Silly Novels by Lady Novelists are a genus with many species, determined by the particular quality of silliness that predominates in them—the frothy, the prosy, the pious, or the pedantic. But it is a mixture of all these—a composite order of feminine fatuity—that produces the largest class.The author then describes the many literary offenses these fatuous females commit. They are incompetent at verisimilitude: “Their intellect seems to have the peculiar impartiality of reproducing both what they have seen and heard, and what they have not seen and heard, with equal unfaithfulness.” They are as unoriginal, stylewise, as teenage girls cozily wearing one another’s clothes: “The lover has a manly breast; minds are redolent of various things; hearts are hollow.” They have the audacity to pronounce on important matters, as if “an amazing ignorance, both of science and of life, is the best possible qualification for forming an opinion on the knottiest moral and speculative questions.” Such allegations continue apace, until, eventually, the author provides a Silly Lady Novel recipe: “Take a woman’s head, stuff it with a smattering of philosophy and literature chopped small, and with false notions of society baked hard, let it hang over a desk a few hours every day, and serve up hot in feeble English when not required.”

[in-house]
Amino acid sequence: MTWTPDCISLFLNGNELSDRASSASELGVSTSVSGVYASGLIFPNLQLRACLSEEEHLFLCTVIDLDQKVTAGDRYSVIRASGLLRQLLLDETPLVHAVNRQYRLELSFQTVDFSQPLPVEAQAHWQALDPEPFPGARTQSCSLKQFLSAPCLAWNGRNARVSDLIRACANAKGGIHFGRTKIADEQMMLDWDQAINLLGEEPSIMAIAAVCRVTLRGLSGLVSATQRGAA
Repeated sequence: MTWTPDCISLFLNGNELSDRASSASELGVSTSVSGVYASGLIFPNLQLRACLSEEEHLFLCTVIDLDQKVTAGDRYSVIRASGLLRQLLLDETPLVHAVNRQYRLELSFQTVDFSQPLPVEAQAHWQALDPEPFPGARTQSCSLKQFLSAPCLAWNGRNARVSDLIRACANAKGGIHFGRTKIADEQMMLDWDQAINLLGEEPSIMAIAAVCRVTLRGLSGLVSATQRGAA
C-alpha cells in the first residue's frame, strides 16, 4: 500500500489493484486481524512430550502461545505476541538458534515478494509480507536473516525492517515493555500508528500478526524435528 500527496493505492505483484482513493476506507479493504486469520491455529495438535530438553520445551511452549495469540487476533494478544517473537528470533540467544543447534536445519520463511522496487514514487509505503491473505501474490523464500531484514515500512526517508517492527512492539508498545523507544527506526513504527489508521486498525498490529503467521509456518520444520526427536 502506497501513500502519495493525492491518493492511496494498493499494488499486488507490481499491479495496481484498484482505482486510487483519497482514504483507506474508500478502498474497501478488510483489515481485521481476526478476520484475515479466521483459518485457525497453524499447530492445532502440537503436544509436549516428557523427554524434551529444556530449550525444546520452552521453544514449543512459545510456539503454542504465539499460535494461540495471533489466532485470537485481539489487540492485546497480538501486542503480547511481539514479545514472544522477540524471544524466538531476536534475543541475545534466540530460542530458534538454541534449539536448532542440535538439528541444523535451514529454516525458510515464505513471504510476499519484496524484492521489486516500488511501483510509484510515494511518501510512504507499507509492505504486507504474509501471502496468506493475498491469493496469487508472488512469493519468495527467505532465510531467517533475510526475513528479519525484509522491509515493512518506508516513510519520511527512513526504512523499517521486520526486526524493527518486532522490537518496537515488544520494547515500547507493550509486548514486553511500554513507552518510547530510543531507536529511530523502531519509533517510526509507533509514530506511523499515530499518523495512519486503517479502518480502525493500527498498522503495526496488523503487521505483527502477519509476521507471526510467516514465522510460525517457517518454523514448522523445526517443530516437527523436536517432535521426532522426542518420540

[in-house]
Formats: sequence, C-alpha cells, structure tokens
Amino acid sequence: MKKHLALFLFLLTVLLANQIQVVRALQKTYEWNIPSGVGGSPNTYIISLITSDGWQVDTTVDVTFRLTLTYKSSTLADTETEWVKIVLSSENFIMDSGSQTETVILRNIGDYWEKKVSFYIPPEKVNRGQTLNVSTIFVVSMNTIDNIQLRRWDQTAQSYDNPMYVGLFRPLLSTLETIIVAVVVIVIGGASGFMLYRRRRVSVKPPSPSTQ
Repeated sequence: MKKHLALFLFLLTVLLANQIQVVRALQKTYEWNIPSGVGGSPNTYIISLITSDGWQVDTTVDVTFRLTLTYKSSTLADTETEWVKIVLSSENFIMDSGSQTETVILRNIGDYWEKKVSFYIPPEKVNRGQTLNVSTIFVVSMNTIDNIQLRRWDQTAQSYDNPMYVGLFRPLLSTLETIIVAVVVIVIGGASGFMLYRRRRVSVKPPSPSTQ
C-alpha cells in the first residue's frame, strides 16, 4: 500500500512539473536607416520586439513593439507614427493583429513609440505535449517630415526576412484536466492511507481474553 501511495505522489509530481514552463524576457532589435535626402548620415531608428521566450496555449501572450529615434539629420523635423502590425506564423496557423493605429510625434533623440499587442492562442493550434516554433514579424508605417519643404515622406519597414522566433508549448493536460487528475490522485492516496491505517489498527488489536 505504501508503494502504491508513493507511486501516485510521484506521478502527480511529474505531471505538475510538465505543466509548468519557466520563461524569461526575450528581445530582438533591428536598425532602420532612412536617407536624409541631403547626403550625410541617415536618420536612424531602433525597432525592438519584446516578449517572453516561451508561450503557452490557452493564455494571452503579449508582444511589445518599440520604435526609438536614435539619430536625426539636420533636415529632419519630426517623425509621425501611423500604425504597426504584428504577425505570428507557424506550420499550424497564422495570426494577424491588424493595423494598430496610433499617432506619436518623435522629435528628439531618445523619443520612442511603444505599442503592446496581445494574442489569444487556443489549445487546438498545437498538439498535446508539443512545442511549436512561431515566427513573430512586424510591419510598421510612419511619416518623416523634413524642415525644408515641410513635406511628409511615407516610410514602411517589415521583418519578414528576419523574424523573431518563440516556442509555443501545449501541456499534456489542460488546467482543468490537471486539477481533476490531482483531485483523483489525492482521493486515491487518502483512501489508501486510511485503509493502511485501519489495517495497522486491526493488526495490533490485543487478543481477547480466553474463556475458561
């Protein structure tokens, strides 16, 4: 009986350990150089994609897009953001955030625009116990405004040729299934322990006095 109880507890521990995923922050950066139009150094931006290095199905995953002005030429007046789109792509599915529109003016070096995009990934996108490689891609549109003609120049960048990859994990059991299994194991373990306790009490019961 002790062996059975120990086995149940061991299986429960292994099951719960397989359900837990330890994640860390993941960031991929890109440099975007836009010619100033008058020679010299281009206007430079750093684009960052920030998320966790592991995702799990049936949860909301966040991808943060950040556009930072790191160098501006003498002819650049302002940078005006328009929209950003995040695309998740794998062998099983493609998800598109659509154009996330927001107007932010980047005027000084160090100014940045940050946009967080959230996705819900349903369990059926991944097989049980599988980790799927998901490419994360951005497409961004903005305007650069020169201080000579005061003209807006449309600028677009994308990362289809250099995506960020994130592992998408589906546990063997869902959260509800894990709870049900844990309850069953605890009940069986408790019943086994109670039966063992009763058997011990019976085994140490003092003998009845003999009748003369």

Ladies, lady novelists, all of you: Put down your hackles. This formidable piece of criticism, which makes modern arguments about women and fiction sound like pillow talk; which BuzzFeed and its positive-reviews-only policy would not touch with a 27,000-foot pole; which, placed on one side of a seesaw, would send its opposite number Smarm into the stratosphere—this essay on Silly Novels by Lady Novelists was written by one Mary Ann Evans, better known to the world by her Serious Gentleman Novelist name, George Eliot.